“I would characterise PDC as a very committed and sustainable partner of the AHA Centre. Through their support, we now have comprehensive disaster monitoring tools that allow us to monitor hazards in an almost real-time manner. The early warning alerts allow us to plan ahead of time,” explains Arnel Capili, the Operations Director of the AHA Centre.
Following more than a decade of collaboration, The PDC and the AHA Centre signed a new Memorandum of Intent (MOI) on the 5th of June, 2017, at the AHA Centre’s headquarters in Jakarta.
The MOI aims to strengthen the two Centres’ ongoing partnership in advancing disaster risk reduction and regional cooperation, including steps to progress the vision of One ASEAN One Response. The PDC and AHA Centre will continue working together to pursue new endeavours to support the vision, including a project to conduct a regional risk assessment for the ASEAN Member States that will support the development of sound policies for risk reduction across the region.
Written by : Carla Budiarto | Photo : AHA Centre
Due to its geographical location which is outside the ‘Pacific Rim of Fire’, Singapore is spared from natural disasters such as tsunamis, earthquakes, and volcanic eruptions. However, Singapore cannot insulate itself from disaster prevention and management efforts as it is still susceptible to man-made disasters; which can be in the form of terror attacks or hazmat incidents. The Singapore Civil Defence Force (SCDF), under the command of Ministry of Home Affairs, is the National Authority that will coordinate, plan, command and control all operations undertaken by the various agencies to mitigate major disasters.
SINGAPORE’S CONTRIBUTION TO REGIONAL AND GLOBAL DISASTER MANAGEMENT EFFORTS
Due to the increased interconnectivity between the ASEAN Member States, the effects of a natural disaster on a particular Member State can also affect the entire ASEAN region. In this regard, Singapore is strongly
engaged not only in ASEAN but also on a global scale, and strive to be a leader in disaster preparedness and response practices.
Singapore is represented in the United Nations Disaster Assessment and Coordination (UNDAC) Advisory Board and the International Search and Rescue Advisory Group (INSARAG) Steering Group, helping to shape strategies and policies for adoption globally by the disaster management fraternity. The 76-member SCDF Ops Lionheart team is the first team in the Asia-Pacific region to be classified as a “Heavy” Urban Search and Rescue (USAR) team under the INSARAG External Classification (IEC) – the highest classification provided to USAR Teams by the United Nations. SCDF’s Ops Lionheart Contingent had been deployed to 17 overseas humanitarian assistance and disaster relief missions and is constantly on standby to offer assistance to any country which has been struck by disasters such as earthquakes, floods or tsunamis.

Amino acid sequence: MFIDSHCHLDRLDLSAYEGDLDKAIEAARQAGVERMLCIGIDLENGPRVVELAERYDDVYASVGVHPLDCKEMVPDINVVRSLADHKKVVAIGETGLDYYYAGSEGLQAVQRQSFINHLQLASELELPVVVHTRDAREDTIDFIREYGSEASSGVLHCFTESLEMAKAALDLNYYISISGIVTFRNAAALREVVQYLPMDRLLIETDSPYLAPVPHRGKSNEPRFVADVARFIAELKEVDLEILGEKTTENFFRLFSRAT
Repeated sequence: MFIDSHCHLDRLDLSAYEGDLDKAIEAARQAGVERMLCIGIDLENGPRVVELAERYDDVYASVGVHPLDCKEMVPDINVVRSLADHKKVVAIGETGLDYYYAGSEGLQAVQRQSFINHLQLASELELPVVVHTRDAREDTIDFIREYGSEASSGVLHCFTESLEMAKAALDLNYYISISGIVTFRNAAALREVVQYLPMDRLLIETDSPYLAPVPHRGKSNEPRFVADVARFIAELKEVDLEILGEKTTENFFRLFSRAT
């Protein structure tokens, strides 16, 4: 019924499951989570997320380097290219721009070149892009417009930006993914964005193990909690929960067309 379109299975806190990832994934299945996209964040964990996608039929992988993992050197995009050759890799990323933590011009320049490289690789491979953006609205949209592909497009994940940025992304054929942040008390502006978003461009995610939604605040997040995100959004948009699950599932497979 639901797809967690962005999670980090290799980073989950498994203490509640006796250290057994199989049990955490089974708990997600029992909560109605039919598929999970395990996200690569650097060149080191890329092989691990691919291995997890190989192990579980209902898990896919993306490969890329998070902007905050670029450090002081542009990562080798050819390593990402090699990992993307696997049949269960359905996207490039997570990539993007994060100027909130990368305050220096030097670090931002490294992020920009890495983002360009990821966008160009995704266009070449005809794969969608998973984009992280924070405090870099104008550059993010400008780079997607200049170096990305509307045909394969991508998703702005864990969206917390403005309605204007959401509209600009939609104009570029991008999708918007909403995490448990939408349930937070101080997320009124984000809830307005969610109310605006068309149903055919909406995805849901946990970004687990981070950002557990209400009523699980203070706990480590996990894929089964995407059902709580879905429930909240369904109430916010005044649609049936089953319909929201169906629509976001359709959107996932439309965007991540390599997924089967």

Other than the SCDF’s Ops Lionheart Contingent, SCDF has a pool of trained officers on standby round the clock throughout the year, ready to be activated alongside international humanitarian partners in disaster coordination in the following capacities:
⋅ Active UNDAC members who have supported several overseas missions and exercises regularly;
⋅ One of the founding members of Asia-Pacific Humanitarian Partnership (APHP). SCDF has an Information and Communication Technology (ICT) Support Module Team that can support the UNDAC operations at the disaster site with specified communications equipment and assist in establishing the On Site Operations Coordination Centre (OSOCC);
⋅ Specialised officers trained to form the Hazmat Assessment Unit (HAU) that respond to environmental emergencies in support of the UN Joint Environment Unit (UN-JEU); and
⋅ Operational officers trained as ASEAN Emergency Response and Assessment Team (ASEAN-ERAT) that supports the humanitarian assistance and disaster relief missions that are coordinated by the AHA Centre.
Some of the recent major disasters which SCDF has provided support included the deployment of ASEAN-ERAT for the Aceh Earthquake in 2016, Ops Lionheart mission for the Nepal earthquake in 2015, responding to the Malaysian floods in 2014, the Christchurch earthquake in 2011, APHP support for Typhoon Haiyan in 2013 and UNDAC/APHP support for Typhoon Bopha in 2012.